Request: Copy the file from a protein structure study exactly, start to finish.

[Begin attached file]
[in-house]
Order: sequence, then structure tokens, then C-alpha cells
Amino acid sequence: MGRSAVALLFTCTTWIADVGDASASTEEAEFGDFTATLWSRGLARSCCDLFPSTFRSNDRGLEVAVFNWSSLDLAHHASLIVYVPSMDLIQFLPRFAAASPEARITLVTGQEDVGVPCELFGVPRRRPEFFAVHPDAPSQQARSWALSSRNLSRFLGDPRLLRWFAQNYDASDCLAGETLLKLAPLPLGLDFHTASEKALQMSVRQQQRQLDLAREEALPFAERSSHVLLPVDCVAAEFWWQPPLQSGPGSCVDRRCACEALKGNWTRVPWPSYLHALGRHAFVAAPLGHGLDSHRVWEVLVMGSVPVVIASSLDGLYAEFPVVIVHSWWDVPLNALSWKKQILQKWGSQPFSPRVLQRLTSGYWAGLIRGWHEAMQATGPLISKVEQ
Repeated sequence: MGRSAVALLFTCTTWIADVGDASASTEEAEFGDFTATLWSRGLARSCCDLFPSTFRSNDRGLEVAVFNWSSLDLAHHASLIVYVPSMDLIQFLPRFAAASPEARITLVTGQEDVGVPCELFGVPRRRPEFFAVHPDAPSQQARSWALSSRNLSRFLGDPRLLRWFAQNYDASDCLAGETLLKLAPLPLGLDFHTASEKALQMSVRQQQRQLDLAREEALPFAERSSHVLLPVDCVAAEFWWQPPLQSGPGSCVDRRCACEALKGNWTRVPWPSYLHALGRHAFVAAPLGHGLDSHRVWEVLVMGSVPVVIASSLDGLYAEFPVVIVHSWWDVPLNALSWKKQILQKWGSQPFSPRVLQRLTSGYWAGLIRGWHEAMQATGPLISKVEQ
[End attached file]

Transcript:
[in-house]
Order: sequence, then structure tokens, then C-alpha cells
Amino acid sequence: MGRSAVALLFTCTTWIADVGDASASTEEAEFGDFTATLWSRGLARSCCDLFPSTFRSNDRGLEVAVFNWSSLDLAHHASLIVYVPSMDLIQFLPRFAAASPEARITLVTGQEDVGVPCELFGVPRRRPEFFAVHPDAPSQQARSWALSSRNLSRFLGDPRLLRWFAQNYDASDCLAGETLLKLAPLPLGLDFHTASEKALQMSVRQQQRQLDLAREEALPFAERSSHVLLPVDCVAAEFWWQPPLQSGPGSCVDRRCACEALKGNWTRVPWPSYLHALGRHAFVAAPLGHGLDSHRVWEVLVMGSVPVVIASSLDGLYAEFPVVIVHSWWDVPLNALSWKKQILQKWGSQPFSPRVLQRLTSGYWAGLIRGWHEAMQATGPLISKVEQ
Repeated sequence: MGRSAVALLFTCTTWIADVGDASASTEEAEFGDFTATLWSRGLARSCCDLFPSTFRSNDRGLEVAVFNWSSLDLAHHASLIVYVPSMDLIQFLPRFAAASPEARITLVTGQEDVGVPCELFGVPRRRPEFFAVHPDAPSQQARSWALSSRNLSRFLGDPRLLRWFAQNYDASDCLAGETLLKLAPLPLGLDFHTASEKALQMSVRQQQRQLDLAREEALPFAERSSHVLLPVDCVAAEFWWQPPLQSGPGSCVDRRCACEALKGNWTRVPWPSYLHALGRHAFVAAPLGHGLDSHRVWEVLVMGSVPVVIASSLDGLYAEFPVVIVHSWWDVPLNALSWKKQILQKWGSQPFSPRVLQRLTSGYWAGLIRGWHEAMQATGPLISKVEQ